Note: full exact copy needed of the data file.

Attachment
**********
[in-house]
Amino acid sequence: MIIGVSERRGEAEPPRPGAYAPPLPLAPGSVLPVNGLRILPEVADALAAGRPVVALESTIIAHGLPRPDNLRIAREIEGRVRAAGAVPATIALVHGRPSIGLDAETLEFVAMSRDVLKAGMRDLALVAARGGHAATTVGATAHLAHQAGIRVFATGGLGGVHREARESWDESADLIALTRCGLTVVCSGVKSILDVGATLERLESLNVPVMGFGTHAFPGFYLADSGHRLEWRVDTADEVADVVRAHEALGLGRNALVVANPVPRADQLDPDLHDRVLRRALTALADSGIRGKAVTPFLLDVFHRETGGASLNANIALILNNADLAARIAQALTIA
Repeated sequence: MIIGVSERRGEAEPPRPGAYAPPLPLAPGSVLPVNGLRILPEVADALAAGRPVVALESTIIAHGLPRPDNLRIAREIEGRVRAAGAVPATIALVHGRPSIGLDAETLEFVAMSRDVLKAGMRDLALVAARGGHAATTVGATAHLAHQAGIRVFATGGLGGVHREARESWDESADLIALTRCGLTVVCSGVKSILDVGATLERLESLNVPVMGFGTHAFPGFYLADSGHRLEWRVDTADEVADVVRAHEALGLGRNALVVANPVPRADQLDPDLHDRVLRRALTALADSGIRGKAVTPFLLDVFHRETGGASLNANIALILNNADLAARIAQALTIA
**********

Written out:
[in-house]
Amino acid sequence: MIIGVSERRGEAEPPRPGAYAPPLPLAPGSVLPVNGLRILPEVADALAAGRPVVALESTIIAHGLPRPDNLRIAREIEGRVRAAGAVPATIALVHGRPSIGLDAETLEFVAMSRDVLKAGMRDLALVAARGGHAATTVGATAHLAHQAGIRVFATGGLGGVHREARESWDESADLIALTRCGLTVVCSGVKSILDVGATLERLESLNVPVMGFGTHAFPGFYLADSGHRLEWRVDTADEVADVVRAHEALGLGRNALVVANPVPRADQLDPDLHDRVLRRALTALADSGIRGKAVTPFLLDVFHRETGGASLNANIALILNNADLAARIAQALTIA
Repeated sequence: MIIGVSERRGEAEPPRPGAYAPPLPLAPGSVLPVNGLRILPEVADALAAGRPVVALESTIIAHGLPRPDNLRIAREIEGRVRAAGAVPATIALVHGRPSIGLDAETLEFVAMSRDVLKAGMRDLALVAARGGHAATTVGATAHLAHQAGIRVFATGGLGGVHREARESWDESADLIALTRCGLTVVCSGVKSILDVGATLERLESLNVPVMGFGTHAFPGFYLADSGHRLEWRVDTADEVADVVRAHEALGLGRNALVVANPVPRADQLDPDLHDRVLRRALTALADSGIRGKAVTPFLLDVFHRETGGASLNANIALILNNADLAARIAQALTIA